The sinking of the RMS Leinster, just one month before the end of the First World War, remains the single greatest maritime disaster on the Irish Sea. At least 550 people died when a German submarine sank the mailboat on 10 October 1918. The centenary will be the key historical event commemorated by the Irish state in 2018.
There were 22 men in the ship’s Postal Sorting Quarters when the first torpedo struck. Most were Dubliners. It was standard practice on a mailboat like RMS Leinster to ‘sort’ mail as the ship voyaged the seventy miles between Kingstown (as Dun Laoghaire was then called) and the Welsh port of Holyhead. On this morning, there were over 250 sacks of mail to go through.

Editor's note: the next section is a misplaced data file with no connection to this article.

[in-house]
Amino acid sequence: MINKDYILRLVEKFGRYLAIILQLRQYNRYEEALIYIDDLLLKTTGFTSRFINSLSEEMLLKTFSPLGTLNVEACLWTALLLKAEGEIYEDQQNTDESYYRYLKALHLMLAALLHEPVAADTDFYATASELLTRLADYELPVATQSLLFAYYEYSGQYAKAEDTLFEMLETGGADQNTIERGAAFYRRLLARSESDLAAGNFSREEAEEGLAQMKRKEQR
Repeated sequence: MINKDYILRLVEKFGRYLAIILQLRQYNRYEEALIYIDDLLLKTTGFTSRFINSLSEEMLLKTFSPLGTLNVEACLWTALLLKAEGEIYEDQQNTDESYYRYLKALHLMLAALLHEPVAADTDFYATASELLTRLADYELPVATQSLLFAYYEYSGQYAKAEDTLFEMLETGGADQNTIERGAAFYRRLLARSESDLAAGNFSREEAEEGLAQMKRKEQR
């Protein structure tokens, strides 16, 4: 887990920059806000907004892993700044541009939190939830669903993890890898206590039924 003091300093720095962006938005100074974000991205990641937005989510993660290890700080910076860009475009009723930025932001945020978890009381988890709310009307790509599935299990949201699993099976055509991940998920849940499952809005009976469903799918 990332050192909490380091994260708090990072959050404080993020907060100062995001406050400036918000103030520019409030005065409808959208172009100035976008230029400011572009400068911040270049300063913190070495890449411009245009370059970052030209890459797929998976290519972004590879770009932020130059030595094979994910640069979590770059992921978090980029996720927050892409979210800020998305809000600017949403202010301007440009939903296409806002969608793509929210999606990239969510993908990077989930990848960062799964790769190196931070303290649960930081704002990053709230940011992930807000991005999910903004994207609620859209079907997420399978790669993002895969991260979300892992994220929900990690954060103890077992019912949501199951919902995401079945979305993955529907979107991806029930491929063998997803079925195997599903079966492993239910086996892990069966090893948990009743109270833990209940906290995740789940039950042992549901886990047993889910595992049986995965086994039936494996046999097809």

The banter would have been free flowing among the postal sorters. They knew each other well. Together they had gone on strike the previous April as…
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